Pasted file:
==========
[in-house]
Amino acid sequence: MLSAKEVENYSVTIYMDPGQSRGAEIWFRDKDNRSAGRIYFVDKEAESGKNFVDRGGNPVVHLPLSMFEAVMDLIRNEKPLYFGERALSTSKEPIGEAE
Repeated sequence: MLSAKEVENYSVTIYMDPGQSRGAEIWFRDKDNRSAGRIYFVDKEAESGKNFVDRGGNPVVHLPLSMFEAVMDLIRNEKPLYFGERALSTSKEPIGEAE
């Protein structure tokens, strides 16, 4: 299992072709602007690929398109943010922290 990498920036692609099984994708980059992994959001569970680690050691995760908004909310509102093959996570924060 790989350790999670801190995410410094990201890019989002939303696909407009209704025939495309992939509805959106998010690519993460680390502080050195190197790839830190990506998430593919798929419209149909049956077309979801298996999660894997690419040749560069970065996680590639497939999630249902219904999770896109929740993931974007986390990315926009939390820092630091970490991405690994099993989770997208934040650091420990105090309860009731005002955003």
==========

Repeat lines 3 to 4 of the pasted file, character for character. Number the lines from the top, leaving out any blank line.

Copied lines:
Repeated sequence: MLSAKEVENYSVTIYMDPGQSRGAEIWFRDKDNRSAGRIYFVDKEAESGKNFVDRGGNPVVHLPLSMFEAVMDLIRNEKPLYFGERALSTSKEPIGEAE
């Protein structure tokens, strides 16, 4: 299992072709602007690929398109943010922290 990498920036692609099984994708980059992994959001569970680690050691995760908004909310509102093959996570924060 790989350790999670801190995410410094990201890019989002939303696909407009209704025939495309992939509805959106998010690519993460680390502080050195190197790839830190990506998430593919798929419209149909049956077309979801298996999660894997690419040749560069970065996680590639497939999630249902219904999770896109929740993931974007986390990315926009939390820092630091970490991405690994099993989770997208934040650091420990105090309860009731005002955003």